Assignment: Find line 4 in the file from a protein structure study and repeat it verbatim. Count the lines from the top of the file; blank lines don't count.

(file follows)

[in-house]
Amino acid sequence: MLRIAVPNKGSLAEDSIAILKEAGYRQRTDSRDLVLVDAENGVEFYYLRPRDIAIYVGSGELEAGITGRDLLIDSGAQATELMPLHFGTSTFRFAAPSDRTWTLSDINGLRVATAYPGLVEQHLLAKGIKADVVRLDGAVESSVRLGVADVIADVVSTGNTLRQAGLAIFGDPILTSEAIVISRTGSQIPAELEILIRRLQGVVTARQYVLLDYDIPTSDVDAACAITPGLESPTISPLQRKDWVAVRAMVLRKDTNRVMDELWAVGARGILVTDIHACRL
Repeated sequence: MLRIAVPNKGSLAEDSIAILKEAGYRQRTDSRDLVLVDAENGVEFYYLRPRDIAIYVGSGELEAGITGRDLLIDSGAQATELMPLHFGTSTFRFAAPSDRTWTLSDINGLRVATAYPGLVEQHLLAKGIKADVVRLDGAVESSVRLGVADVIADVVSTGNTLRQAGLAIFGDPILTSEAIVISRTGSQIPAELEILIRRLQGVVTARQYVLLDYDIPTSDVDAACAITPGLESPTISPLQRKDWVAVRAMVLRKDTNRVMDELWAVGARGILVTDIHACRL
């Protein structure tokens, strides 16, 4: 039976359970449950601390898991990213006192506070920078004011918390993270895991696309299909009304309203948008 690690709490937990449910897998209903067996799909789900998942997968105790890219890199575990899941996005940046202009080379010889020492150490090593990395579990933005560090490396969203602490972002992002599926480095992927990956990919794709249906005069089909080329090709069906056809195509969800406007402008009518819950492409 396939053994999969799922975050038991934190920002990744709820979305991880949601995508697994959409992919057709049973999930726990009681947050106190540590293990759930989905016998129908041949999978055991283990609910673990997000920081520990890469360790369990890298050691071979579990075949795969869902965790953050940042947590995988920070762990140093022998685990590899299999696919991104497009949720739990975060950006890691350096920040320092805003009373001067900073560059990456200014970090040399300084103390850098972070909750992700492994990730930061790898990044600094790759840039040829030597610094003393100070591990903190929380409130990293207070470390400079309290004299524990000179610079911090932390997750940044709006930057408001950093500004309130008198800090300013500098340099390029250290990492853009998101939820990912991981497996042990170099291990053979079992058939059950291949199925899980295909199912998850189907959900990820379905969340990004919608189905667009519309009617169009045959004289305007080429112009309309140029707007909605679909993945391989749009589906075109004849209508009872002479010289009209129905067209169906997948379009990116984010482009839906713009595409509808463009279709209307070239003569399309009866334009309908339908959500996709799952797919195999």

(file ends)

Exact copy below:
């Protein structure tokens, strides 16, 4: 039976359970449950601390898991990213006192506070920078004011918390993270895991696309299909009304309203948008 690690709490937990449910897998209903067996799909789900998942997968105790890219890199575990899941996005940046202009080379010889020492150490090593990395579990933005560090490396969203602490972002992002599926480095992927990956990919794709249906005069089909080329090709069906056809195509969800406007402008009518819950492409 396939053994999969799922975050038991934190920002990744709820979305991880949601995508697994959409992919057709049973999930726990009681947050106190540590293990759930989905016998129908041949999978055991283990609910673990997000920081520990890469360790369990890298050691071979579990075949795969869902965790953050940042947590995988920070762990140093022998685990590899299999696919991104497009949720739990975060950006890691350096920040320092805003009373001067900073560059990456200014970090040399300084103390850098972070909750992700492994990730930061790898990044600094790759840039040829030597610094003393100070591990903190929380409130990293207070470390400079309290004299524990000179610079911090932390997750940044709006930057408001950093500004309130008198800090300013500098340099390029250290990492853009998101939820990912991981497996042990170099291990053979079992058939059950291949199925899980295909199912998850189907959900990820379905969340990004919608189905667009519309009617169009045959004289305007080429112009309309140029707007909605679909993945391989749009589906075109004849209508009872002479010289009209129905067209169906997948379009990116984010482009839906713009595409509808463009279709209307070239003569399309009866334009309908339908959500996709799952797919195999």